In a TEDx talk, Michael Bishop, human slave of Blöthar, explains his band’s relationship with Richmond, Virginia.

Without an abandoned dairy plant in 1980s Richmond, Virginia, there would be no GWAR.

In a recent TEDx talk, Michael Bishop—lead singer of the band and human slave of Blöthar—explains how Richmond’s Confederate past and post World War II decline help explain the origins of the musical group of grotesque, blood-spewing intergalactic barbarians.

Once known as the “Harlem of the South,” Richmond’s Jackson Ward neighborhood suffered greatly from regional sprawl and an ill-planned elevated highway that tore through the neighborhood after the war. Its quirkiest building, the Richmond Dairy building, closed in the early ‘70s.

The former milk-bottling plant, anchored by three corners that resemble giant milk bottles, soon became a haven for artists looking for studio space and cheap rent. Much like Baltimore’s Copycat Building today, the Richmond Dairy turned into a center for the local underground arts community.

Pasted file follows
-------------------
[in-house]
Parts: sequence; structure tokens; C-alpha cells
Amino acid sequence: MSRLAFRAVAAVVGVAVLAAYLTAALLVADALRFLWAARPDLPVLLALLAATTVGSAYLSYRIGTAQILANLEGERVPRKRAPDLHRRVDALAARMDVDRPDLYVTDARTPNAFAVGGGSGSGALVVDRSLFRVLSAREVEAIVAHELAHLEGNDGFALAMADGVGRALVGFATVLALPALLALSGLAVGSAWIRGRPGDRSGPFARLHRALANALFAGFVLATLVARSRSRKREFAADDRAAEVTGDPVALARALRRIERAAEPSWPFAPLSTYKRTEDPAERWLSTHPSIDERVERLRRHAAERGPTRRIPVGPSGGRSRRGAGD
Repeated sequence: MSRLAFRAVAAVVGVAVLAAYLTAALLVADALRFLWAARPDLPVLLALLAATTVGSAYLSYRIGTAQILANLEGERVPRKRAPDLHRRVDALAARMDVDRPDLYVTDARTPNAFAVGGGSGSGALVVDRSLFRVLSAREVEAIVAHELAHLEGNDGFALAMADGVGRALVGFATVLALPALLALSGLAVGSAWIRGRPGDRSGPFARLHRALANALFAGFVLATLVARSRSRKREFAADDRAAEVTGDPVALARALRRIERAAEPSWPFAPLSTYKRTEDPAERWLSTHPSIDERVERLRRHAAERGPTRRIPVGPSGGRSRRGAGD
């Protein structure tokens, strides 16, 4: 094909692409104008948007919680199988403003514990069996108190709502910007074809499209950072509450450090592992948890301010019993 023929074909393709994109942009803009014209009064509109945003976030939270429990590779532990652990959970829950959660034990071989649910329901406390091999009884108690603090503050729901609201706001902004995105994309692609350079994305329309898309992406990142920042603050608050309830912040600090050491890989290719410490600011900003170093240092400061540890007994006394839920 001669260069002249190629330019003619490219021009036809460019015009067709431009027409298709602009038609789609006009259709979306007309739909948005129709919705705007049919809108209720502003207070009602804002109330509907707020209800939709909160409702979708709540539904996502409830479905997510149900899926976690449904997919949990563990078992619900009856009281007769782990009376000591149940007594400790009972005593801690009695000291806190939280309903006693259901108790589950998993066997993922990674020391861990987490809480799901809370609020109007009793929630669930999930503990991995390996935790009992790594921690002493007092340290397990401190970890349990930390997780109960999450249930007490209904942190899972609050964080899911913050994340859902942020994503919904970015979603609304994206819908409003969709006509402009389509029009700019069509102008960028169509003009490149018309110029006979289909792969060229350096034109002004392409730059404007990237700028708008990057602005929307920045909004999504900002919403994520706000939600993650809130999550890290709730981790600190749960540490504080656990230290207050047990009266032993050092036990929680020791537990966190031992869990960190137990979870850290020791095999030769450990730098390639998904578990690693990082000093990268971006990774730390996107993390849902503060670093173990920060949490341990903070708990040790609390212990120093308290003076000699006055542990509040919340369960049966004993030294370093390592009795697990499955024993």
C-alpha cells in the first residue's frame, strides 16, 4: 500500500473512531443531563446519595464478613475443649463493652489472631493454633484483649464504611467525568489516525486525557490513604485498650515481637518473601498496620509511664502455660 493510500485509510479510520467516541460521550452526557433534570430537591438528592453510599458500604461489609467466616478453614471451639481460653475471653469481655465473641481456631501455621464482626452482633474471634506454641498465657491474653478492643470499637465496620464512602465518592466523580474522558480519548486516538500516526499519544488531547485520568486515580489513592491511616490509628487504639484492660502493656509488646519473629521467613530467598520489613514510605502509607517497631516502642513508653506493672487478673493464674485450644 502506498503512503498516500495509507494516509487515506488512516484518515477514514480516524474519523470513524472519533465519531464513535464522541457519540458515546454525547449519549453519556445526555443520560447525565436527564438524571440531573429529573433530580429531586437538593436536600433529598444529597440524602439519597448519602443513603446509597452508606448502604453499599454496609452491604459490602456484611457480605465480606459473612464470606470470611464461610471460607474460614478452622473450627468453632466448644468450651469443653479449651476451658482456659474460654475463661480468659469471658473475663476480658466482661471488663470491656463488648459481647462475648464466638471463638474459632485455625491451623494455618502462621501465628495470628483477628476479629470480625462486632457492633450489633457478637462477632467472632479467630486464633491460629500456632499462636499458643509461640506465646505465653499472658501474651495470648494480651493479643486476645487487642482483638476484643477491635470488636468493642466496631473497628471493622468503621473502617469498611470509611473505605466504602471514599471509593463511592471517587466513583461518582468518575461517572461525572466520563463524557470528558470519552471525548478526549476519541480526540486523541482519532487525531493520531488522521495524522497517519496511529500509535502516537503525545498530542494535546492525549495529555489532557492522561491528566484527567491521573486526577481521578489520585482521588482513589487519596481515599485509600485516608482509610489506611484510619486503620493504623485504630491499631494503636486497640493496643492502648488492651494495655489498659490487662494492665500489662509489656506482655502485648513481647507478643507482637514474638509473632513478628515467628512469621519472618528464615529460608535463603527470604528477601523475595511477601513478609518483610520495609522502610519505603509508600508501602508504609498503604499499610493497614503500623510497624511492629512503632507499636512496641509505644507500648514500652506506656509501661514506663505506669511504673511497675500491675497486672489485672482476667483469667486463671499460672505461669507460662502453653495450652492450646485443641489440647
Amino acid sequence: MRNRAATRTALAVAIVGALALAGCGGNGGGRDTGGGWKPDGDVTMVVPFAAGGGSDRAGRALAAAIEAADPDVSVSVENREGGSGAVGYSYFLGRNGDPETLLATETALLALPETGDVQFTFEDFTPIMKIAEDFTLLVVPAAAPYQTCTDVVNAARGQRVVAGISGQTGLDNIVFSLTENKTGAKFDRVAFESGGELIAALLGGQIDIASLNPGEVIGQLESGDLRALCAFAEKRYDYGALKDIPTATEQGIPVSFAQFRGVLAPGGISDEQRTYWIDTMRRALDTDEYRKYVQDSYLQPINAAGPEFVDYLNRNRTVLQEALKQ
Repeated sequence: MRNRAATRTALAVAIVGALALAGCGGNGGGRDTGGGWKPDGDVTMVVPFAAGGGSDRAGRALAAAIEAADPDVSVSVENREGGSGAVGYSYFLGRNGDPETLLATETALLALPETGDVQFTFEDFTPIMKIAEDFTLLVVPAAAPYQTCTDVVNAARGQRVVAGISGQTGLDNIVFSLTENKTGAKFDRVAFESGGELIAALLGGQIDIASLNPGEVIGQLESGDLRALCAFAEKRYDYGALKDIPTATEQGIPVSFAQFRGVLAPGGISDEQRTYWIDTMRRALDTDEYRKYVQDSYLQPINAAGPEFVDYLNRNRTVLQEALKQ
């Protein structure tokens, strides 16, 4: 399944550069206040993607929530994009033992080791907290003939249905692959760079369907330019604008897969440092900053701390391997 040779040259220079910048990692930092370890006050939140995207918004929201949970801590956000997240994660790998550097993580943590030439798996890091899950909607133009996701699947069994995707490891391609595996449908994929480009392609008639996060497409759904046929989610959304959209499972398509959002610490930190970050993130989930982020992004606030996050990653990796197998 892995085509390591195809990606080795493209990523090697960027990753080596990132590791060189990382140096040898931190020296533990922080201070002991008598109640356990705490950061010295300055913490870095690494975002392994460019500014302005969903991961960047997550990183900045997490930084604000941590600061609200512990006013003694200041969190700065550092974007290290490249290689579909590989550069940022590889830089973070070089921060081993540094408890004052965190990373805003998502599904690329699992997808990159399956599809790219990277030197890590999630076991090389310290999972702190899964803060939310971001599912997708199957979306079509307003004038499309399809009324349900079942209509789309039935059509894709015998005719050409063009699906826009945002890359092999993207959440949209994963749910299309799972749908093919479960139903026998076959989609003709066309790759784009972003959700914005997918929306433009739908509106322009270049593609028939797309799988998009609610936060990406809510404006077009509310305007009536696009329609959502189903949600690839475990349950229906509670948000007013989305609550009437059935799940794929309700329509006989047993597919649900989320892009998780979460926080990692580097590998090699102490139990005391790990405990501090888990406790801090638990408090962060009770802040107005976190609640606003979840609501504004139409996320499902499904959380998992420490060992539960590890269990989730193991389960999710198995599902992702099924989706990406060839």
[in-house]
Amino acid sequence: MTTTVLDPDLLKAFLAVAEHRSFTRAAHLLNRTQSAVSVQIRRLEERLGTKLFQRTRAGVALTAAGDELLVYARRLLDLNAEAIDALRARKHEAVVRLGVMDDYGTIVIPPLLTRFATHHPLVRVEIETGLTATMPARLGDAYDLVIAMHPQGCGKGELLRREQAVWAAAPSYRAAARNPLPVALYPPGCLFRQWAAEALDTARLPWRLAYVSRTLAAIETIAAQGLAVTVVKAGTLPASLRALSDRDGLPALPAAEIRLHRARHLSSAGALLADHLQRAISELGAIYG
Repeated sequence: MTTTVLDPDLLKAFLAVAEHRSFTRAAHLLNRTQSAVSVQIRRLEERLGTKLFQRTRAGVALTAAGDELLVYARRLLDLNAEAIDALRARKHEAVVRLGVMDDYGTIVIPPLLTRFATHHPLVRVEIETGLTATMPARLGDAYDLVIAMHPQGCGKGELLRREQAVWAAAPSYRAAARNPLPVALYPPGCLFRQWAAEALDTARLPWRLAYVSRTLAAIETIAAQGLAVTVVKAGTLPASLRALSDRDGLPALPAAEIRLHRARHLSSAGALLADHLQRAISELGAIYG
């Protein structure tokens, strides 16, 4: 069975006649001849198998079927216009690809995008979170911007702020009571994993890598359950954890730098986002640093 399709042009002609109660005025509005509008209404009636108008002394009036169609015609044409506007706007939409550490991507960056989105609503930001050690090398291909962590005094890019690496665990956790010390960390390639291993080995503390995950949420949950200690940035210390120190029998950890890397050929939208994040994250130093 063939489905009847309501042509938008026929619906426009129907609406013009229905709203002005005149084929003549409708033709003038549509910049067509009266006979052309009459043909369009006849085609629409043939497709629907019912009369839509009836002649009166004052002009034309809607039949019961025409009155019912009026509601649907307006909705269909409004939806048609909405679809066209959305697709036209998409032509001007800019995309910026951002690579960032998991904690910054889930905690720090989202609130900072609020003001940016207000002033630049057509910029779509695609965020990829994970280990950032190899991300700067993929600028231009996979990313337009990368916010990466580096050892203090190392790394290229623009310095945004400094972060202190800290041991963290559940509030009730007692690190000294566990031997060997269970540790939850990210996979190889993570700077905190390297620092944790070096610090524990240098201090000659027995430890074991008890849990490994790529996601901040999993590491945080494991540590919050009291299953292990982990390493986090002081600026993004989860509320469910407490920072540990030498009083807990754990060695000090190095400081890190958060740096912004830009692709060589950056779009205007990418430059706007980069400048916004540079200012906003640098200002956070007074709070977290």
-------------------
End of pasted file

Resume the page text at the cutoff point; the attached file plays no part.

A view of the Richmond Dairy building today. It was converted into apartments in 2001.

In the mid-‘80s, one tenant (Hunter Jackson) was working on a low-budget movie about aliens who try to conquer earth, only to get distracted and form a rock band. Another tenant (Dave Brockie) was in an actual rock band. In 1984, they formed GWAR. “It would not have happened if Richmond didn’t have urban decay, if it weren’t a blighted city,” notes Bishop in the talk.

Bishop, who has a Ph.D. in music from the University of Virginia, also compares the role of slavery in GWAR’s imaginary world to Richmond’s:

An example of how GWAR reflects and reminds Richmond of its history is this idea of slavery and GWAR slaves. But the idea also kind of betrays privilege, it betrays GWAR’s identity in that our narrative, slavery is an option. Just like it was option for us to live and work in Jackson Ward, and it might not have been that way for the other people who live there. That dynamic speaks to the identity of the city.

Richmond’s institutionalized embrace of slavery and of the tobacco industry has influenced its very real history of death and destruction—something GWAR’s fictional slavery and schlock-rock staged acts of extreme violence don’t claim to come close to.

“In that context,” Bishop concludes, “GWAR looks like the safest thing to ever come from this city.”

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